It is rea­son­able that peo­ple want long hol­i­days — to spend time with loved ones, to visit far­away places or sim­ply to take a rest from work. It’s just not the wis­est thing to have long hol­i­days with a bil­lion-plus oth­ers. The way I see it, it is the sched­ul­ing of hol­i­days, more than the num­ber of hol­i­days, that is at the root of the prob­lem.

out­put-ori­ented, this can be eas­ily ar­ranged. Gen­er­ally speak­ing, the fes­tive mood lasts two weeks, mean­ing pro­duc­tiv­ity for a week be­yond the le­gal por­tion of the hol­i­days would not be very high.

Over­all, things are get­ting bet­ter now, what with the avail­abil­ity of high-speed trains and the af­ford­abil­ity of flights. Col­leges tend to stag­ger the de­par­ture and ar­rival dates for their stu­dents, and the army of mi­grant work­ers is thin­ning.

What the sur­vey failed to take into ac­count, how­ever, was that most of its re­spon­dents were white-col­lar work­ers. Those with more flex­i­ble sched­ules did not fig­ure prop­erly in the re­sults.

The La­bor Day and Na­tional Day “golden weeks”, which were im­ple­mented for sev­eral years be­fore the for­mer was dis­con­tin­ued, have al­ready dis­played to the fullest both the pros and cons of a week­long hol­i­day. Re­tain­ing one of the weeks seems good for ex­per­i­men­ta­tion partly be­cause ei­ther falls at the be­gin­ning or end of a tourist sea­son. Other than that, there are work­ers whose jobs leave ab­so­lutely no room for flex­i­bil­ity in the shuf­fling of work­days, and there­fore de­pend on such weeks for se­ri­ous sight­see­ing.

The real so­lu­tion lies in paid va­ca­tions that are granted by the em­ployer. This sys­tem is at its early stage in China and is em­braced only by em­ploy­ers with strong fi­nan­cial backup, such as gov­ern­ment or­ga­ni­za­tions and State-owned com­pa­nies. It is dif­fi­cult to en­force among the mil­lions of pri­vate busi­nesses, es­pe­cially those with lim­ited size and where­withal.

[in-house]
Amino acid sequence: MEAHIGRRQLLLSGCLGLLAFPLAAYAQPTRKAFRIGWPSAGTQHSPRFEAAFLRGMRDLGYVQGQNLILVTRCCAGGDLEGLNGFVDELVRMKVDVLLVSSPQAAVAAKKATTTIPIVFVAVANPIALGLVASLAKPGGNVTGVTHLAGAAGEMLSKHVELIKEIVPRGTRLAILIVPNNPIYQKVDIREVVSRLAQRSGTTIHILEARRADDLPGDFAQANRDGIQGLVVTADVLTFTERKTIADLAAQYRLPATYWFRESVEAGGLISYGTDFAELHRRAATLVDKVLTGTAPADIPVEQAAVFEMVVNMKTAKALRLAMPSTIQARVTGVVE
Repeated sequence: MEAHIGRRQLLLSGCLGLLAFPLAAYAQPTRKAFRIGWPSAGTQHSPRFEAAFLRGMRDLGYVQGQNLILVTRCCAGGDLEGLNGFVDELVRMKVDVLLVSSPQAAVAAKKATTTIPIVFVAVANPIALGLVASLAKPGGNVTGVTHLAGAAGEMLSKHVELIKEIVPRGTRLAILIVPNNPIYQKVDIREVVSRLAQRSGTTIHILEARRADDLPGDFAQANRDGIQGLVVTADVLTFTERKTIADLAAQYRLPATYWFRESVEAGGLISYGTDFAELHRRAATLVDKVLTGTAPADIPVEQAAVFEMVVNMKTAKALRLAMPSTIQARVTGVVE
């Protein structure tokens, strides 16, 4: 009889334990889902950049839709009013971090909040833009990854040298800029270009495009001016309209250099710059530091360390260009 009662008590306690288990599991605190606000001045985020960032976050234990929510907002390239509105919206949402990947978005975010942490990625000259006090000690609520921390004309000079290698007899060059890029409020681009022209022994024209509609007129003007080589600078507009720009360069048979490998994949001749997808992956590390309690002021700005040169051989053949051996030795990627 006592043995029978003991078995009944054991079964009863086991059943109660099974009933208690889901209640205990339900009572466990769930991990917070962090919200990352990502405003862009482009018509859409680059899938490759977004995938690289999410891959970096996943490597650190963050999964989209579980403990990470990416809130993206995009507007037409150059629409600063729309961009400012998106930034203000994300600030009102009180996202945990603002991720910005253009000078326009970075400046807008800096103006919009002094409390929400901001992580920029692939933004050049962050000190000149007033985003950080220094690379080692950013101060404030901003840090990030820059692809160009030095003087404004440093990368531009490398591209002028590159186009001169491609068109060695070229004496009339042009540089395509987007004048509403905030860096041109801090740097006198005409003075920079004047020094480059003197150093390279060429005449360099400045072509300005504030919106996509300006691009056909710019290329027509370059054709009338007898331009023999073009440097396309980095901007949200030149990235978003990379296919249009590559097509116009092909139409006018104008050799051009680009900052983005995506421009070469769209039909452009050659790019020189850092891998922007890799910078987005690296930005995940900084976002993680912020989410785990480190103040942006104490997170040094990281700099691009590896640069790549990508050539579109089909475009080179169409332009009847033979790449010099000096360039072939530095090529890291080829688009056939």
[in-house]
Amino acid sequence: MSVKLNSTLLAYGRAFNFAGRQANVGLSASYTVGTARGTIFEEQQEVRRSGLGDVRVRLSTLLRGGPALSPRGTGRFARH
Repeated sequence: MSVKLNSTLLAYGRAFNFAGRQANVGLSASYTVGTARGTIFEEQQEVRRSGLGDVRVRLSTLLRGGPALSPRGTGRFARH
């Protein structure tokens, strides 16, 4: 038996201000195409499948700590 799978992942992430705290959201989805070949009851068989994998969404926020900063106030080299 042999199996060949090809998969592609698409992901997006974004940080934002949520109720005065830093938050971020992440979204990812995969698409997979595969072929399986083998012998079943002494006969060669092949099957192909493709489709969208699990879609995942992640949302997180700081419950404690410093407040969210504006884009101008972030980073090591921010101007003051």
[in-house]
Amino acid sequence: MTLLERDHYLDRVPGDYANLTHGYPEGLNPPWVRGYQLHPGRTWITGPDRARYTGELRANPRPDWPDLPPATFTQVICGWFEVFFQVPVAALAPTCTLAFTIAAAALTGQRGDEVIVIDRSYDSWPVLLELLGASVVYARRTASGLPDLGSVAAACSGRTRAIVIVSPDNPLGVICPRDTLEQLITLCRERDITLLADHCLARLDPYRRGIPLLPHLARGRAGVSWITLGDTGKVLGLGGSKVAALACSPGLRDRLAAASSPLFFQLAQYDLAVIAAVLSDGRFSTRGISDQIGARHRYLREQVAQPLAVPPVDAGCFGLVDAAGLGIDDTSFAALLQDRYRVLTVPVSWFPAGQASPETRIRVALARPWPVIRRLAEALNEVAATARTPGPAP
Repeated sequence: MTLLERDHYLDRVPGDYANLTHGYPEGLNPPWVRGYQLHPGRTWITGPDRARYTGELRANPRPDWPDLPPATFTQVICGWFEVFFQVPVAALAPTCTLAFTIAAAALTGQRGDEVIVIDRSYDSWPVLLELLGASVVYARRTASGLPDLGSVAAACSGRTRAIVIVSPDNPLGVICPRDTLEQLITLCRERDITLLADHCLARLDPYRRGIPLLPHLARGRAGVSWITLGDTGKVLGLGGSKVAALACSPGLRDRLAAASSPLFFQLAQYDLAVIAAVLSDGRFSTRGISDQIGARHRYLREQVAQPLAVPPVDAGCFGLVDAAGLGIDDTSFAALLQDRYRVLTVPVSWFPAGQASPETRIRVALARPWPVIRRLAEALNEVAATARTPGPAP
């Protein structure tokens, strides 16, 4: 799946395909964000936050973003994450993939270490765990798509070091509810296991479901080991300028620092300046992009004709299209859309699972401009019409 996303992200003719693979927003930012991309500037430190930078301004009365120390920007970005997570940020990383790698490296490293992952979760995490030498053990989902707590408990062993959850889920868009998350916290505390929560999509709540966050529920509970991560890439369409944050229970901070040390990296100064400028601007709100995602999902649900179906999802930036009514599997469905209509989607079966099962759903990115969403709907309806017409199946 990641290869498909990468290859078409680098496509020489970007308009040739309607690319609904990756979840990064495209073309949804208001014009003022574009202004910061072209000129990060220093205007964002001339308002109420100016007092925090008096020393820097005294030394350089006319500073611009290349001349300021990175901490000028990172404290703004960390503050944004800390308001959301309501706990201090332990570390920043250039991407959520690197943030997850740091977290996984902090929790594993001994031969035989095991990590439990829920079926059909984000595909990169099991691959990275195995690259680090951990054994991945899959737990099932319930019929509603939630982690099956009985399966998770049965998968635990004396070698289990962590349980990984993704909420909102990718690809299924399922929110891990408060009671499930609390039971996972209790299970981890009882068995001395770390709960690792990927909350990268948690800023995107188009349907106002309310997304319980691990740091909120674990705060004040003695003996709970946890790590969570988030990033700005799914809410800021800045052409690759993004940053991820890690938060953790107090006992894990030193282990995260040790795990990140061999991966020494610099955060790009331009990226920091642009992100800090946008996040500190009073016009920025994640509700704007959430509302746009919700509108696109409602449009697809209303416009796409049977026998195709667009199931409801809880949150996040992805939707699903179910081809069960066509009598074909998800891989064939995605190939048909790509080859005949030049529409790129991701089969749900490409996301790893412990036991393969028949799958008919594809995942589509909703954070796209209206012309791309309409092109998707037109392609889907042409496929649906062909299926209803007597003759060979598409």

Think of it this way: If you are self-em­ployed, you don’t re­ally need a gov­ern­ment edict to tell you when to take time off and for how long. If a le­gal hol­i­day falls at a busy time in your busi­ness, you’ll prob­a­bly keep work­ing and take it when ev­ery­one else is back at work.

It may sound far-fetched, but a fun­da­men­tal im­prove­ment in the na­tion’s hol­i­day scheme hinges on re­spect for pri­vate busi­nesses, the pro­tec­tion of their rights and in­ter­ests, and the low­er­ing of their tax bur­den.

Yes, some of the high-tech com­pa­nies have enor­mous clout, and en­trepreneur­ship is al­ways en­cour­aged, but it is the mil­lions of small- and medium-sized com­pa­nies that can put a dent into the un­em­ploy­ment rate and lift the big­gest chunk of the lower and lower-mid­dle class to a life­style with ben­e­fits such as health insurance and paid va­ca­tions.

In that sense, there is not much the gov­ern­ment can do. If it forces ev­ery em­ployer to give ev­ery em­ployee a cer­tain num­ber of days as paid va­ca­tion, it will sim­ply push a large num­ber of them over the cliff into bank­ruptcy and clo­sure. Only when most are thriv­ing will they will­ingly give such ben­e­fits to those who helped them suc­ceed.

While it is hon­or­able to fight for one’s rights or perks, there is an un­de­ni­able whiff of a get­ting-more-for­less men­tal­ity. If some­one of­fers 22 days of civic hol­i­day, he or she will be­come a na­tional hero. But would that be fea­si­ble? Should China march in the wel­farestate di­rec­tion of some Euro­pean na­tions?

Be­fore we imi­tate the en­vi­able ben­e­fits en­joyed in those coun­tries, we should study their suc­cess and make en­trepreneur­ship, not pa­per-shuf­fling civil ser­vice, the envy of the na­tion’s young. Be­yond a cer­tain mea­sure, things have to be earned one way or another.